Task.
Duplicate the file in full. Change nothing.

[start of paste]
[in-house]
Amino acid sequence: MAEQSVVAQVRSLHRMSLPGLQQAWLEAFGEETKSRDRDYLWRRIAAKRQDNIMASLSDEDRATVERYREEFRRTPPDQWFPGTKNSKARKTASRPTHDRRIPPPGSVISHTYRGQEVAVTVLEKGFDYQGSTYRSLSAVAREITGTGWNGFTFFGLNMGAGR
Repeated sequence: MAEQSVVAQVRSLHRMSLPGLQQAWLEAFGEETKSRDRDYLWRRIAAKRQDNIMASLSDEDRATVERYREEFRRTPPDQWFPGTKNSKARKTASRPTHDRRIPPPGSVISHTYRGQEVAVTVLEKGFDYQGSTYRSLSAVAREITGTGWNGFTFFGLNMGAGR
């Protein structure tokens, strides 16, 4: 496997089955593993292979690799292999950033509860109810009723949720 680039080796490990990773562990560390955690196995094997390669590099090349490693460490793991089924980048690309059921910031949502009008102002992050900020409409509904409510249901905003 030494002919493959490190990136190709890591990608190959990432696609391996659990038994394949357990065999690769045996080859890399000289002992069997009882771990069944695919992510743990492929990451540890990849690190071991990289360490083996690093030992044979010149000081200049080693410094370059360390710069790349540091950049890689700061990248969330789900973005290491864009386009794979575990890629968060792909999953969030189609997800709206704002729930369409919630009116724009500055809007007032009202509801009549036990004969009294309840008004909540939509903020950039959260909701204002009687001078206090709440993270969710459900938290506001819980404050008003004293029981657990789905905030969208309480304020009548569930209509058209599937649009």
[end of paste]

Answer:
[in-house]
Amino acid sequence: MAEQSVVAQVRSLHRMSLPGLQQAWLEAFGEETKSRDRDYLWRRIAAKRQDNIMASLSDEDRATVERYREEFRRTPPDQWFPGTKNSKARKTASRPTHDRRIPPPGSVISHTYRGQEVAVTVLEKGFDYQGSTYRSLSAVAREITGTGWNGFTFFGLNMGAGR
Repeated sequence: MAEQSVVAQVRSLHRMSLPGLQQAWLEAFGEETKSRDRDYLWRRIAAKRQDNIMASLSDEDRATVERYREEFRRTPPDQWFPGTKNSKARKTASRPTHDRRIPPPGSVISHTYRGQEVAVTVLEKGFDYQGSTYRSLSAVAREITGTGWNGFTFFGLNMGAGR
């Protein structure tokens, strides 16, 4: 496997089955593993292979690799292999950033509860109810009723949720 680039080796490990990773562990560390955690196995094997390669590099090349490693460490793991089924980048690309059921910031949502009008102002992050900020409409509904409510249901905003 030494002919493959490190990136190709890591990608190959990432696609391996659990038994394949357990065999690769045996080859890399000289002992069997009882771990069944695919992510743990492929990451540890990849690190071991990289360490083996690093030992044979010149000081200049080693410094370059360390710069790349540091950049890689700061990248969330789900973005290491864009386009794979575990890629968060792909999953969030189609997800709206704002729930369409919630009116724009500055809007007032009202509801009549036990004969009294309840008004909540939509903020950039959260909701204002009687001078206090709440993270969710459900938290506001819980404050008003004293029981657990789905905030969208309480304020009548569930209509058209599937649009």